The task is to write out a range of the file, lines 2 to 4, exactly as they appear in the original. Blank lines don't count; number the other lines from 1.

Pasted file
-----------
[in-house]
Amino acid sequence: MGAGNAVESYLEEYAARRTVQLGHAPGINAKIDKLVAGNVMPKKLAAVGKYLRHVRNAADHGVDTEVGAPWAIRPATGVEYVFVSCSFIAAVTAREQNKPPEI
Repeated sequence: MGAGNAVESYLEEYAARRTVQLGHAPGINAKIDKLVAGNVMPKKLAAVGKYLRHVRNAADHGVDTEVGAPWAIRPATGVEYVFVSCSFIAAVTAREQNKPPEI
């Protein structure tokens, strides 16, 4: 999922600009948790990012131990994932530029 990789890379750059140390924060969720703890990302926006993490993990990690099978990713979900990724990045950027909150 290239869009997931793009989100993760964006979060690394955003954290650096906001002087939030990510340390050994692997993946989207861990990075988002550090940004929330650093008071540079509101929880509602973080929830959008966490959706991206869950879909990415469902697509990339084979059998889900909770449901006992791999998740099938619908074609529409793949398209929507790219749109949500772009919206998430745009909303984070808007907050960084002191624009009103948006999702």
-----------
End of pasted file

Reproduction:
Amino acid sequence: MGAGNAVESYLEEYAARRTVQLGHAPGINAKIDKLVAGNVMPKKLAAVGKYLRHVRNAADHGVDTEVGAPWAIRPATGVEYVFVSCSFIAAVTAREQNKPPEI
Repeated sequence: MGAGNAVESYLEEYAARRTVQLGHAPGINAKIDKLVAGNVMPKKLAAVGKYLRHVRNAADHGVDTEVGAPWAIRPATGVEYVFVSCSFIAAVTAREQNKPPEI
């Protein structure tokens, strides 16, 4: 999922600009948790990012131990994932530029 990789890379750059140390924060969720703890990302926006993490993990990690099978990713979900990724990045950027909150 290239869009997931793009989100993760964006979060690394955003954290650096906001002087939030990510340390050994692997993946989207861990990075988002550090940004929330650093008071540079509101929880509602973080929830959008966490959706991206869950879909990415469902697509990339084979059998889900909770449901006992791999998740099938619908074609529409793949398209929507790219749109949500772009919206998430745009909303984070808007907050960084002191624009009103948006999702």